Combining in-depth technical understanding and a broad, humanistic scope, Zuboff has written what may prove to be the first definitive account of the economic – and thus social and political – condition of our age... For Zuboff, this dread force is not merely a higher expression of capitalism, but a perversion of it, and while some might regard that as special pleading, she is at pains to clarify where it differs from more equitable and mutually beneficial forms... she introduces a number of useful terms into the discussion which do much to move it forward.
The Age of Surveillance Capitalism is long, and Zuboff’s blow-by-blow accounts of the key players ignoring, mocking and finally riding roughshod over even governmental efforts to stop them are consistently shocking. The punishments meted out for incursions often seem trivial, given the companies’ power. For Google, a $100,000 penalty for infringement of privacy is like an ordinary citizen being caught speeding and fined a penny. In the EU regulators have recently started to toughen up, however, spurred by consumer activism and non-profit groups such as Austria’s NOYB, and following the institution of the GDPR (General Data Protection Regulation).
While relentless intellect and perspicacity of analysis are Zuboff’s (considerable) strengths, the sheer depth of her passion, which drives the book, is what occasionally trips her up.... The Age of Surveillance Capitalism is an exceptional and necessary book about the information civilisation we have become. Will we come to terms with this? Zuboff is not fatalistic. As she points out, Western governments have a track record of curbing capitalism’s excesses. We reined in the robber barons once and we can do it again, she argues. Let us hope that she is right.
The ultimate end of surveillance capitalism is a way of life in which people have surrendered their humanity without realising it.
Such is the prospect envisioned by Zuboff in this groundbreaking book. Zuboff is interdisciplinary in her approach, ranging freely across social science, philosophy and history. Following on from a seminal essay she published in 2014, The Age of Surveillance Capitalism shows how big data companies extract a “behavioural surplus” from the information they mine from their users. Aiming to apply Marx’s account of surplus value in a time when capital is accumulated through knowledge-based technology, she has given us an illuminating critical perspective on the regime of surveillance under which we all now live.
This is an important book, the most thorough take down of Big Tech I have read. It is, however, too long and too eccentric. Descriptions of her personal journey do not add to Zuboff’s authority and nor does the broadening of her case to include the usual demon of neoliberalism and, for some reason, the riots in Britain in 2011. She should do a shorter, punchier version if she really wants to promote resistance and outrage among the ordinary punters because, as Orwell also said, “if there is hope it lies in the proles”.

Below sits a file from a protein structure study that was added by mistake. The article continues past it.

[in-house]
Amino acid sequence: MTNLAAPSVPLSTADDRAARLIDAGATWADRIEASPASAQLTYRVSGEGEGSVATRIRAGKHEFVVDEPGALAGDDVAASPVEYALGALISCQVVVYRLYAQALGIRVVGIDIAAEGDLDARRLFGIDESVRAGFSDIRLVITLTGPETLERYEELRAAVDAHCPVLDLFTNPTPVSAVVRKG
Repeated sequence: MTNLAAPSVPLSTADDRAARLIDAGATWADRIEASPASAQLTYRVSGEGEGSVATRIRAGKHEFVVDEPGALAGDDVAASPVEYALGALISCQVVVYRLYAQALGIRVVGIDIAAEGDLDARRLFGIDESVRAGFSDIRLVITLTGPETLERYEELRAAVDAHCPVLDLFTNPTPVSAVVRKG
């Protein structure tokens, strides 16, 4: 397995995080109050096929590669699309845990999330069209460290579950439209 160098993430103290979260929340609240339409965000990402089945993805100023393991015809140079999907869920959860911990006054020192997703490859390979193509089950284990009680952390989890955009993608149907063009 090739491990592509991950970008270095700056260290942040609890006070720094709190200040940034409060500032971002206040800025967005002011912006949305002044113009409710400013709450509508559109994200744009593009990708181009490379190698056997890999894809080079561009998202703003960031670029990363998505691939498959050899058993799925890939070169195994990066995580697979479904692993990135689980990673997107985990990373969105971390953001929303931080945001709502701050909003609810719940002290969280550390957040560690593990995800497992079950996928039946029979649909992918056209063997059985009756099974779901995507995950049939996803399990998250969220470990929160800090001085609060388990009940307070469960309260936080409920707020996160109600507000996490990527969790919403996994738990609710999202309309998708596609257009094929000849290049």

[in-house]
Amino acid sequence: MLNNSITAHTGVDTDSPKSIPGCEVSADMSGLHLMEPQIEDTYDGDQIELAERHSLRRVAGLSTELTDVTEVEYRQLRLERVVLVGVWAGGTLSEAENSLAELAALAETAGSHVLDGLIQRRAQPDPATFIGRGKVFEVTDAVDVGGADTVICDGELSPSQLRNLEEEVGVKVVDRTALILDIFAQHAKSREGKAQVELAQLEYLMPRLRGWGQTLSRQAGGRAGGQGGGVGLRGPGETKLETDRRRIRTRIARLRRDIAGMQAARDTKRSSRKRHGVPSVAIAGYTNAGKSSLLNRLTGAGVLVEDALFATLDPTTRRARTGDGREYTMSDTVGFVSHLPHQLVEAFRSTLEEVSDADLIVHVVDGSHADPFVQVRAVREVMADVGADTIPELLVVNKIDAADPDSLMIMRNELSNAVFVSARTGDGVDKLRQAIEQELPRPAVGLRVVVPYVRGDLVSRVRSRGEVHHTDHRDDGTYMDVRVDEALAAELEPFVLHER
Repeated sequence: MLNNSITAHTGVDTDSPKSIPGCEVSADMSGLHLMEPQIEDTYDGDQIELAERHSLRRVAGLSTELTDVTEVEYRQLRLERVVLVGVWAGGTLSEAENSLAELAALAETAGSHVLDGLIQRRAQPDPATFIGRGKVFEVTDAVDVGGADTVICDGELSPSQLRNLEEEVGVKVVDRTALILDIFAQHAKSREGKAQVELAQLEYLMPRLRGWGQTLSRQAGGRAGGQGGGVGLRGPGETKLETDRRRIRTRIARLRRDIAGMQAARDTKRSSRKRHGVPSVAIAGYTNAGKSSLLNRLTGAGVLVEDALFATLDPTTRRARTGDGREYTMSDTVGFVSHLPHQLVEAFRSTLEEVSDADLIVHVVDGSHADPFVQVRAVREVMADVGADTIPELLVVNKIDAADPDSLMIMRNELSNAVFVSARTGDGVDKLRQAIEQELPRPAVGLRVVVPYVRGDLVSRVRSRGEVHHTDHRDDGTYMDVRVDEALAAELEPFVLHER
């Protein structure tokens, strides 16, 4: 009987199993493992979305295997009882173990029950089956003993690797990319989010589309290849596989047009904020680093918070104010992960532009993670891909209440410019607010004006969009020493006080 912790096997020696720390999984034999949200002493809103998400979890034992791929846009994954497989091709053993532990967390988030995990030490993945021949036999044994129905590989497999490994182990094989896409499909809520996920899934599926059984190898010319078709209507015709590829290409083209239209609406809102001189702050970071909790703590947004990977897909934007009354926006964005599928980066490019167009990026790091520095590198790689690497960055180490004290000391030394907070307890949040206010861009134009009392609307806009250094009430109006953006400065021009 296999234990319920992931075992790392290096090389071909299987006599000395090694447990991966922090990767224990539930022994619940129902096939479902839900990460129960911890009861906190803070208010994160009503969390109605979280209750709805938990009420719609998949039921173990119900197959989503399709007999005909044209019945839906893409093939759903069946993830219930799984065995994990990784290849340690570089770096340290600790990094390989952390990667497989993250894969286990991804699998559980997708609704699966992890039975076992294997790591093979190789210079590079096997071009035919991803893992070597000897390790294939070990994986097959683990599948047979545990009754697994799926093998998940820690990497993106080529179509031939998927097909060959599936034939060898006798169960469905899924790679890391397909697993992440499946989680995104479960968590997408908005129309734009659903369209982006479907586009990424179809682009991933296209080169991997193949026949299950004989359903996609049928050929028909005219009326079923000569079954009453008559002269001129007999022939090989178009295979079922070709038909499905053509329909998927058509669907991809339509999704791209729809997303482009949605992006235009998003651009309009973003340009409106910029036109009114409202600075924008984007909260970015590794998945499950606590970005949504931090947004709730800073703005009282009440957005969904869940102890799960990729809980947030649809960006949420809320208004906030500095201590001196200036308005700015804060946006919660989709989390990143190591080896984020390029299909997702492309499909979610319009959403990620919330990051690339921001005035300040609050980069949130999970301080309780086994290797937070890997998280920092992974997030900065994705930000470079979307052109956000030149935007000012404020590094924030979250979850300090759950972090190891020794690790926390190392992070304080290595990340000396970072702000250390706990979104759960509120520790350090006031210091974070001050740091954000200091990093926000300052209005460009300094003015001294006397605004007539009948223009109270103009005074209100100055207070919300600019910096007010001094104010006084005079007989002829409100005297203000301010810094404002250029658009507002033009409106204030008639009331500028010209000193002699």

A short, largely unreadable chapter about Cambridge Analytica lists a bunch of known facts and goes nowhere with them. Later chapters about the dire effects of social media on teenage mental wellbeing are not just bloodless, but trite. It’s almost as if she lost interest. I know I did.
That said, Zuboff does a good job of dragging the badge of “world’s biggest tech villain” off Facebook’s chest and planting it squarely on Google’s, where it seems to belong better. As a definitive analysis of the Third Modernity, though, I’m not sure it delivers. The first, by the way, was the Industrial Revolution. I think the second might have been Friends Reunited.
A Harvard Business School professor emerita with decades of experience studying issues of labor and power in the digital economy, Zuboff in 2015 published a paper, “Big Other: Surveillance Capitalism and the Prospects of an Information Civilization,” which has since become an essential source for anyone looking to reckon seriously with what she described as a distinct, emerging economic logic. Now she has followed up that paper with a doorstop of a book, an intensively researched, engagingly written chronicle of surveillance capitalism’s origins and its deleterious prospects for our society... Light on prescriptivist notions, Zuboff does propose a “right to sanctuary,” based on universalist, if ever more threatened, humanitarian principles, like the right to asylum. But she’s after something bigger, providing a scaffolding of critical thinking from which to examine the great crises of the digital age. Through her we learn that our friends to the north were indeed correct: Facebook is the problem (along with Google, Microsoft, Amazon, et al.). This is the rare book that we should trust to lead us down the long hard road of understanding.